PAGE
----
American Maritime Documents, 1776-1860 - Stein, Douglas L.
Page 1 of 3 Next >>
Early documents were handwritten, with the printed format appearing by the nineteenth century. Usually a one-page document, no standard size, although an approximate measurement of 8 1/2" x 13" was common. The words "Charter Party" often appear prominently in the beginning statement. Occasional small engravings may appear, and the printed name and address of the agent or broker executing the document can sometimes be found near the top.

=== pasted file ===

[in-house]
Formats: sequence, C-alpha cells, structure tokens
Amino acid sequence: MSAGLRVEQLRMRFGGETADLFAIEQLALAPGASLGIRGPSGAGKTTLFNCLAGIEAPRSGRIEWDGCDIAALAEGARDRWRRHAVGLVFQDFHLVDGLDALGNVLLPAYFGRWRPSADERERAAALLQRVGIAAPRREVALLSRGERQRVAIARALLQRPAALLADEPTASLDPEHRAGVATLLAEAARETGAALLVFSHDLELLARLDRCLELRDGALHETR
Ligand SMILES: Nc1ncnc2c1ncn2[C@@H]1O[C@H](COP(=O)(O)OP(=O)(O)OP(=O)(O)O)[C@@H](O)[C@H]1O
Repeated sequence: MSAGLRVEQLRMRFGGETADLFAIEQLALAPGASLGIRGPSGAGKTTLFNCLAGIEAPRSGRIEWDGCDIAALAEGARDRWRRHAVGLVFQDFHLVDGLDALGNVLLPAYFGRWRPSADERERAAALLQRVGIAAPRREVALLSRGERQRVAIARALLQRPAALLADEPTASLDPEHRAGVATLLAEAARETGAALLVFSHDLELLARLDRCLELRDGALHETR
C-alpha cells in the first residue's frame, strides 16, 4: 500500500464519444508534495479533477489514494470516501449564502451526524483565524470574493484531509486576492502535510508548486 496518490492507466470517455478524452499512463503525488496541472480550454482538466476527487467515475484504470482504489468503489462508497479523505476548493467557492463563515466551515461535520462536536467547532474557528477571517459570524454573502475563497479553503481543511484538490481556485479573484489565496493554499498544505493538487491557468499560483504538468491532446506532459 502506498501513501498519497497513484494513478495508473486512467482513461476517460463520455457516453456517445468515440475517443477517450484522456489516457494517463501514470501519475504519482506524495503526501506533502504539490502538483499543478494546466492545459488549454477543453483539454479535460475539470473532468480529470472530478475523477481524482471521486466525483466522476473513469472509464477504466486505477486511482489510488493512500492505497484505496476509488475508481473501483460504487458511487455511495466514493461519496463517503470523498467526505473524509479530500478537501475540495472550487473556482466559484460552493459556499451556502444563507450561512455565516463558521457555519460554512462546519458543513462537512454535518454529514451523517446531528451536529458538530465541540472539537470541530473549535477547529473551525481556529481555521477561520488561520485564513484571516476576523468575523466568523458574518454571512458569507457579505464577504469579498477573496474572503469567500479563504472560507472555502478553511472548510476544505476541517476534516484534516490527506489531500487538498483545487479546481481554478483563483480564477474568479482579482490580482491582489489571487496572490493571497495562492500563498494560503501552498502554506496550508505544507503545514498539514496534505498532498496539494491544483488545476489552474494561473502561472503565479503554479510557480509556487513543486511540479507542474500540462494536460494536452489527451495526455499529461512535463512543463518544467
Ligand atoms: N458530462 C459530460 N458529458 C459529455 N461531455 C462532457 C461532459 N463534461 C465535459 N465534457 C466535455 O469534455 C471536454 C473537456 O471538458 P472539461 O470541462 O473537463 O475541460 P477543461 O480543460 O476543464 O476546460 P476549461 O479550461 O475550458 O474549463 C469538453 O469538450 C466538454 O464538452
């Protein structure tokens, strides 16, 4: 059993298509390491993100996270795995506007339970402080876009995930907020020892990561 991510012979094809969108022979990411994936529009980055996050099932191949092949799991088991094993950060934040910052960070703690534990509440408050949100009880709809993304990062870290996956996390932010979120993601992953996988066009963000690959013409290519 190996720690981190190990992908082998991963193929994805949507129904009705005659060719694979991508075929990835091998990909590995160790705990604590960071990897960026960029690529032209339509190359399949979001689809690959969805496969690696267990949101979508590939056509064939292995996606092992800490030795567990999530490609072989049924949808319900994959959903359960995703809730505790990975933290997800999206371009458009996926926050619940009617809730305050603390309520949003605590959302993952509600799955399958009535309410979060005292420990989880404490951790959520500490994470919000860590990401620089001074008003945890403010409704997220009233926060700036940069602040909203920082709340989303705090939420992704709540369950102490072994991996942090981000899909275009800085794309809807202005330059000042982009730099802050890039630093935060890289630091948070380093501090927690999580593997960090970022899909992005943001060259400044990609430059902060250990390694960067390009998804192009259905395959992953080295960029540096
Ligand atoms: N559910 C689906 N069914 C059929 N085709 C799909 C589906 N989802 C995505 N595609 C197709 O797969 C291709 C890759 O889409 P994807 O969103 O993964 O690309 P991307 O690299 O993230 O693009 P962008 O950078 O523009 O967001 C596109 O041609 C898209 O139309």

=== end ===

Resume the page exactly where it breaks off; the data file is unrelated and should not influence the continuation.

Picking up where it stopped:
A Charter Party is a written contract by which the owners or master lets the whole or part of their ship to a merchant for the transportation of goods on a particular voyage. The sum agreed upon to hire the vessel is referred to as the "freight." The document settles the terms upon which the cargo is to be carried. The master or owners usually bind themselves, the ship, tackle and furniture, that the cargo will be delivered (danger of the seas excepted) in good condition, to the place of discharge. They also pledge to sufficiently outfit the ship to properly perform the voyage, and to safely stow the cargo. The merchant or freighter, on his part, promises to comply with the payment for freight upon delivery of his goods, to load and unload in a given amount of time, and to allow so much for demurrage for delays beyond that time. Both parties agree to penalties for non-performance of their respective obligations. Charter Partys are common items in maritime collections, and are valuable research sources for the study of shipping conditions and procedures.